Pope Francis I calls out church message on abortion, contraception, and gays as "obsessed."

Pope Francis I calls out church message on abortion, contraception, and gays as “obsessed.”

NOW WE’RE talking a language a broader group of spiritual people, the religiously inclined who don’t attend church anymore, including many Catholics, can embrace. The “obsessed” preaching of deeply personal elements of people’s lives by the Roman Catholic Church has caused the faith it represents to fray. Faithful becoming victims of misplaced piety the Vatican’s own houses of worship across the world could not meet.

Offering contrast, the light of Pope Francis I offers a potent counterweight and a pathway towards potentially new religious health.

The New York Times reports on Pope Francis’s humble admission of the failure of the Vatican’s own message.

In remarkably blunt language, Francis sought to set a new tone for the church, saying it should be a “home for all” and not a “small chapel” focused on doctrine, orthodoxy and a limited agenda of moral teachings.

“It is not necessary to talk about these issues all the time,” the pope told the Rev. Antonio Spadaro, a fellow Jesuit and editor in chief of La Civiltà Cattolica, the Italian Jesuit journal whose content is routinely approved by the Vatican. “The dogmatic and moral teachings of the church are not all equivalent. The church’s pastoral ministry cannot be obsessed with the transmission of a disjointed multitude of doctrines to be imposed insistently.

“We have to find a new balance,” the pope continued, “otherwise even the moral edifice of the church is likely to fall like a house of cards, losing the freshness and fragrance of the Gospel.”

I don’t know how many of you watch the new series on Showtime, “Ray Donovan,” but the foundation of the plot is moored in the lead character, played by Liev Schreiber, as well as his brothers, being abused by a Catholic priest. The violence that becomes the center of all of their lives is the sickness the Catholic Church has spread through their denial and deceit, making their moralizing the height of hypocrisy, which turns off anyone seeking spiritual sustenance.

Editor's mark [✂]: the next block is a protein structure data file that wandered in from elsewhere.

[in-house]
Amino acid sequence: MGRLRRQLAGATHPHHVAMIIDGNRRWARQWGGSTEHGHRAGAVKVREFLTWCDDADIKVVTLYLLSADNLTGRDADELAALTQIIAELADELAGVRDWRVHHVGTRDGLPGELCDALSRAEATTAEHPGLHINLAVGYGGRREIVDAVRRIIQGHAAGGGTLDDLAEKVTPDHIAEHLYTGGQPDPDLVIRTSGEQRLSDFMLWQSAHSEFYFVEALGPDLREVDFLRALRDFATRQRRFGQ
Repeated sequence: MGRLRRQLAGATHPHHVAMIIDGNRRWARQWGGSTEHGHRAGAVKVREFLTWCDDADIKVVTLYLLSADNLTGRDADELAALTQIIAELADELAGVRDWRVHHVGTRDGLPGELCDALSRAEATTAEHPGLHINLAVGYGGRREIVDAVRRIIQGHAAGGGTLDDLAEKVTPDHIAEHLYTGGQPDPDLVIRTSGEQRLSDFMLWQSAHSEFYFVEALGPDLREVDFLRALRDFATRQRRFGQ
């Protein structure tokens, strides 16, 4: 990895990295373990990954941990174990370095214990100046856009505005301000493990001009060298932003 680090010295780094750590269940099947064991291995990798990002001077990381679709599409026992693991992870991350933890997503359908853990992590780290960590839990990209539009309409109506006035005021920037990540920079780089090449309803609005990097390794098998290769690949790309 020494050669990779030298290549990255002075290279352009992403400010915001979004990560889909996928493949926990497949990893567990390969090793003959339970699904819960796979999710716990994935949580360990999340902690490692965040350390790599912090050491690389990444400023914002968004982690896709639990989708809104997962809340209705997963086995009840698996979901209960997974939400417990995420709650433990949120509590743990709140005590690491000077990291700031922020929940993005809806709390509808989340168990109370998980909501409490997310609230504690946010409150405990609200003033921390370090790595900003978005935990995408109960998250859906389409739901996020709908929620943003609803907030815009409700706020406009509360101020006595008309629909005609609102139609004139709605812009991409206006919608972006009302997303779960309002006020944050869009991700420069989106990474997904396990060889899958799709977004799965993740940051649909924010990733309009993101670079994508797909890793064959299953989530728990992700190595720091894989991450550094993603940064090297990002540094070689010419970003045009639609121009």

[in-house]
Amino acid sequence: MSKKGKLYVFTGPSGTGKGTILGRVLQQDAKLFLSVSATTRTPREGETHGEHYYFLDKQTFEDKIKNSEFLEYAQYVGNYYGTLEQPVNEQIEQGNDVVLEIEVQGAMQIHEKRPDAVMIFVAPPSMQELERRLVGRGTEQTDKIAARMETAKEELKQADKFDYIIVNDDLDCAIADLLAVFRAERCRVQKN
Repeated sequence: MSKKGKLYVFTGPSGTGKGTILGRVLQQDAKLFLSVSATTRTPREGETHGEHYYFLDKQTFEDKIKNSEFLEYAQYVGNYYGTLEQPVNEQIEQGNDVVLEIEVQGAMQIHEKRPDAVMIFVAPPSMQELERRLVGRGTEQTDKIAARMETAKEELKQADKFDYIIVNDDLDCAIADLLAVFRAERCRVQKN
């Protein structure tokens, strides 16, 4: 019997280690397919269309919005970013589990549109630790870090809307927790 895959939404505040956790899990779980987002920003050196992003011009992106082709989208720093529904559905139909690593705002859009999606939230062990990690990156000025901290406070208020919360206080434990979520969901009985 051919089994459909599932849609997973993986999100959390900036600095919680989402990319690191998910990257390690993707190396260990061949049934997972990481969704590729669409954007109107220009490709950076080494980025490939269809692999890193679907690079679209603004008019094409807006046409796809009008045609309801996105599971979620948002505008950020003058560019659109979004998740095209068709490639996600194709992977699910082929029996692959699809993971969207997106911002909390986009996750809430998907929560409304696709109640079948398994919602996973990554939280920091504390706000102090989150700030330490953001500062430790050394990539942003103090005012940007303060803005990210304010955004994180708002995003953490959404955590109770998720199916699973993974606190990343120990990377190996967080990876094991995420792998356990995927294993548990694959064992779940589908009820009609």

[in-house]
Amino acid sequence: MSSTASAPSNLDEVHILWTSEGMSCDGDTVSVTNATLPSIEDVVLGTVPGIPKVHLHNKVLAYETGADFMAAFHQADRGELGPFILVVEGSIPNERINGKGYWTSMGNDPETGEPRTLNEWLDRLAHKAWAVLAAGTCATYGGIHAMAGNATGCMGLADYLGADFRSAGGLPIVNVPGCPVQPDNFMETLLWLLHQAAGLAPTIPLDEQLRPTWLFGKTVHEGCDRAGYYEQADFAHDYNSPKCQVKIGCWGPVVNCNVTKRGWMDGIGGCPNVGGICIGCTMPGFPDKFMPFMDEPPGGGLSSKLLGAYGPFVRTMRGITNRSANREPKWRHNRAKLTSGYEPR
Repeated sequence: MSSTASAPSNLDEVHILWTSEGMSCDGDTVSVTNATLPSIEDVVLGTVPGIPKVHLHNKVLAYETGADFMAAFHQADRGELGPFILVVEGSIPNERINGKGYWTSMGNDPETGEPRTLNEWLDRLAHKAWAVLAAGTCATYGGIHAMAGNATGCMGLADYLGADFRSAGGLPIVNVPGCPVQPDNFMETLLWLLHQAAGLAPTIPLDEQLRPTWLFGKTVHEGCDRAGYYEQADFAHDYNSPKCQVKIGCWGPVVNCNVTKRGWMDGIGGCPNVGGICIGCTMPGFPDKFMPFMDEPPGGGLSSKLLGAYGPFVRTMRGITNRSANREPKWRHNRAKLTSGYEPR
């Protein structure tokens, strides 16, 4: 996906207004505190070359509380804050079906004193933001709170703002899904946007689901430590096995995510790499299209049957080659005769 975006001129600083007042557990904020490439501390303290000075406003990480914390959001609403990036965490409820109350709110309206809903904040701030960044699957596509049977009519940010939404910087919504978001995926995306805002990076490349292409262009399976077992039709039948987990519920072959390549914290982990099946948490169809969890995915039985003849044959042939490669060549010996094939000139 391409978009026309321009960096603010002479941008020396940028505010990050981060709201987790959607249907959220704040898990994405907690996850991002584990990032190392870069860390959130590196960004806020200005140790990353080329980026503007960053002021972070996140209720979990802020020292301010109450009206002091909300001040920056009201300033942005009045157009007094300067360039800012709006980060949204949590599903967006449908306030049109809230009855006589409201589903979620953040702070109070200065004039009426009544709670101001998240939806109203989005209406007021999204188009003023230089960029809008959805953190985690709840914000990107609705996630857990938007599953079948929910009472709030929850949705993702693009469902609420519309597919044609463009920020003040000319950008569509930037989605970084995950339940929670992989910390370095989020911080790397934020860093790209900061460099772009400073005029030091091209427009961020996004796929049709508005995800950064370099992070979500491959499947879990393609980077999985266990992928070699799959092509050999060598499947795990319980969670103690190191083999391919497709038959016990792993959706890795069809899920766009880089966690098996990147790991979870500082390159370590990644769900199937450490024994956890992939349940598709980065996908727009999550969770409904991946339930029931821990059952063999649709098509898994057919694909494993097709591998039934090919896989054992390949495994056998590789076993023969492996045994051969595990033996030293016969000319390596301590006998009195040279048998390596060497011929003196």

Pope Francis I is leading the way out of this darkness.

The spiritual person’s quest for meaning, as we unravel our own answers to life, goes well beyond the biggest things that divide religious communities. Women of faith, including someone like myself who considers God’s outdoors the greatest church ever built and meditation the most effective way of worship and prayer, rarely if ever ruminate over the questions of abortion, contraception and gays and lesbians. These issue are points of political activism that are choking the church, whatever your denomination.

If you ever find yourself in the throes of life shaking traumas, which I have, that include abortion but also go beyond, your ability to sit in your own silence and let the answer present itself goes beyond the question itself.

As Pope Frances I has also telegraphed recently, much to the shock of religious people, being moral doesn’t depend on belief in God. It blew the conversation wide open to even consider such a thing. As my husband, a recovered Mormon and formally devout church goer, says, if everyone just applied the Golden Rule of do unto others… how much better off would our world be?

Pope Francis I is offering a rhetorical reformation in the form of blowing down doctrine walls that have been set up in the modern era, but have caused people to disengage from religion, leading to a general breakdown of faithful dialogue. The focus on politics instead of energizing faith, the obsession with authoritarian rules on how people must live, creates walls of expectation and ego.

The Pope’s message comes at a time when megachurch preachers like Joel Osteen are stealing the limelight and the attention of the faithful in large numbers, proving religion is shifting in new ways across the spectrum.

The biggest change is that people who used to be religious church going individuals, spiritual individuals like myself, are now turning to meditation for the answers in greater numbers. Churches have not only failed modern women and modern peoples everywhere, but the adventure of meditation opens up gateways of revelations that are inexhaustible once you tap them, needs no intermediary to explore, and is as satisfying and more energizing than anything you can experience in church.